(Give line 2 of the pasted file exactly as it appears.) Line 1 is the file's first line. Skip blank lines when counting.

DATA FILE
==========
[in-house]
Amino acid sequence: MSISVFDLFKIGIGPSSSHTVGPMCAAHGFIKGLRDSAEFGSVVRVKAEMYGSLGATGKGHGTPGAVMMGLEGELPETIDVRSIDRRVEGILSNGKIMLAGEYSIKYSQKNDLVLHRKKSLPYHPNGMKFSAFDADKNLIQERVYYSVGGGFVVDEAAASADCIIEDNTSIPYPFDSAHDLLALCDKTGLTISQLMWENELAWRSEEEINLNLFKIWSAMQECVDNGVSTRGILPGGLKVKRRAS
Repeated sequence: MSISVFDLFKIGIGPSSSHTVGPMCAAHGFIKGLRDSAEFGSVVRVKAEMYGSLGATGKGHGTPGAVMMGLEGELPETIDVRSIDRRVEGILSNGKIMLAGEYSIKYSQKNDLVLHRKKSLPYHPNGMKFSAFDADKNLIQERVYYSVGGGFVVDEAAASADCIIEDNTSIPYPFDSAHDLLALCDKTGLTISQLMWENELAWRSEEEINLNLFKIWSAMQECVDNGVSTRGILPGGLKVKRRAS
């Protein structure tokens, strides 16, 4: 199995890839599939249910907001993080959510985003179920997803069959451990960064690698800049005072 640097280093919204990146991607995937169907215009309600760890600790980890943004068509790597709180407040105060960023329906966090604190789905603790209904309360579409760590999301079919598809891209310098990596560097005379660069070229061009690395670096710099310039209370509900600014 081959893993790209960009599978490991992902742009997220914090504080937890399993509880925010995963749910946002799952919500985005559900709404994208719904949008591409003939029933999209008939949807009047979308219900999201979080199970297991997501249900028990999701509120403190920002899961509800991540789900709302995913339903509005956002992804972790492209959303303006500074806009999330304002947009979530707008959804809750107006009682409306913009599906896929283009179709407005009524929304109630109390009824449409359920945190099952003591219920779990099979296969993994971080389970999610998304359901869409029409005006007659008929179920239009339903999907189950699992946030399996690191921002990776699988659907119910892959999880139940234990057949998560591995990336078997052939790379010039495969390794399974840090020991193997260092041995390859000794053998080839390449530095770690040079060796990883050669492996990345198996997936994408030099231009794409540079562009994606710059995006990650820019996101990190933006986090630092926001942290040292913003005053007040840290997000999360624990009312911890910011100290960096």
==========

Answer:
Amino acid sequence: MSISVFDLFKIGIGPSSSHTVGPMCAAHGFIKGLRDSAEFGSVVRVKAEMYGSLGATGKGHGTPGAVMMGLEGELPETIDVRSIDRRVEGILSNGKIMLAGEYSIKYSQKNDLVLHRKKSLPYHPNGMKFSAFDADKNLIQERVYYSVGGGFVVDEAAASADCIIEDNTSIPYPFDSAHDLLALCDKTGLTISQLMWENELAWRSEEEINLNLFKIWSAMQECVDNGVSTRGILPGGLKVKRRAS